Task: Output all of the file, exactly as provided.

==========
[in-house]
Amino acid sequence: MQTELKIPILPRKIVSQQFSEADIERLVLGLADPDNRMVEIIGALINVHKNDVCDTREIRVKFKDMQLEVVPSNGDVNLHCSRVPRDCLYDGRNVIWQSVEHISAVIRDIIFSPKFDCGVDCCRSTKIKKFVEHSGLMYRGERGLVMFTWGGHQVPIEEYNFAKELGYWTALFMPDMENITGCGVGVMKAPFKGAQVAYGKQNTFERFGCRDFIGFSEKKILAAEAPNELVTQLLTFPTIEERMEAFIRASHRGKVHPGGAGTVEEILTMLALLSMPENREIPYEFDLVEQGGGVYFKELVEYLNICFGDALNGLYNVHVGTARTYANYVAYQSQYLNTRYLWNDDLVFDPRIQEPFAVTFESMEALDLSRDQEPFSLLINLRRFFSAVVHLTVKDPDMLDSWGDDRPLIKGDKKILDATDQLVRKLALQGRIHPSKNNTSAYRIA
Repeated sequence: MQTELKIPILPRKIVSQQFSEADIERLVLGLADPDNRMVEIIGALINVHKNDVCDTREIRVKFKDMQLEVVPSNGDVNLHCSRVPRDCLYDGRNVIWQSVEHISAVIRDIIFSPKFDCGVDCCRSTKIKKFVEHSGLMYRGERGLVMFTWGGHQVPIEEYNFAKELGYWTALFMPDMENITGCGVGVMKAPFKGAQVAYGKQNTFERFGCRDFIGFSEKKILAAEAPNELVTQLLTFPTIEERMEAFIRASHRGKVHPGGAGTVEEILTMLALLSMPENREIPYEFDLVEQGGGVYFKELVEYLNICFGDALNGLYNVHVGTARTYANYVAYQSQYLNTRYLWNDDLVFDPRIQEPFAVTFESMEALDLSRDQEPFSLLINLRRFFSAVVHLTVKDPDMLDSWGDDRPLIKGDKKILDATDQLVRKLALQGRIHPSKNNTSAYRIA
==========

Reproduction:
[in-house]
Amino acid sequence: MQTELKIPILPRKIVSQQFSEADIERLVLGLADPDNRMVEIIGALINVHKNDVCDTREIRVKFKDMQLEVVPSNGDVNLHCSRVPRDCLYDGRNVIWQSVEHISAVIRDIIFSPKFDCGVDCCRSTKIKKFVEHSGLMYRGERGLVMFTWGGHQVPIEEYNFAKELGYWTALFMPDMENITGCGVGVMKAPFKGAQVAYGKQNTFERFGCRDFIGFSEKKILAAEAPNELVTQLLTFPTIEERMEAFIRASHRGKVHPGGAGTVEEILTMLALLSMPENREIPYEFDLVEQGGGVYFKELVEYLNICFGDALNGLYNVHVGTARTYANYVAYQSQYLNTRYLWNDDLVFDPRIQEPFAVTFESMEALDLSRDQEPFSLLINLRRFFSAVVHLTVKDPDMLDSWGDDRPLIKGDKKILDATDQLVRKLALQGRIHPSKNNTSAYRIA
Repeated sequence: MQTELKIPILPRKIVSQQFSEADIERLVLGLADPDNRMVEIIGALINVHKNDVCDTREIRVKFKDMQLEVVPSNGDVNLHCSRVPRDCLYDGRNVIWQSVEHISAVIRDIIFSPKFDCGVDCCRSTKIKKFVEHSGLMYRGERGLVMFTWGGHQVPIEEYNFAKELGYWTALFMPDMENITGCGVGVMKAPFKGAQVAYGKQNTFERFGCRDFIGFSEKKILAAEAPNELVTQLLTFPTIEERMEAFIRASHRGKVHPGGAGTVEEILTMLALLSMPENREIPYEFDLVEQGGGVYFKELVEYLNICFGDALNGLYNVHVGTARTYANYVAYQSQYLNTRYLWNDDLVFDPRIQEPFAVTFESMEALDLSRDQEPFSLLINLRRFFSAVVHLTVKDPDMLDSWGDDRPLIKGDKKILDATDQLVRKLALQGRIHPSKNNTSAYRIA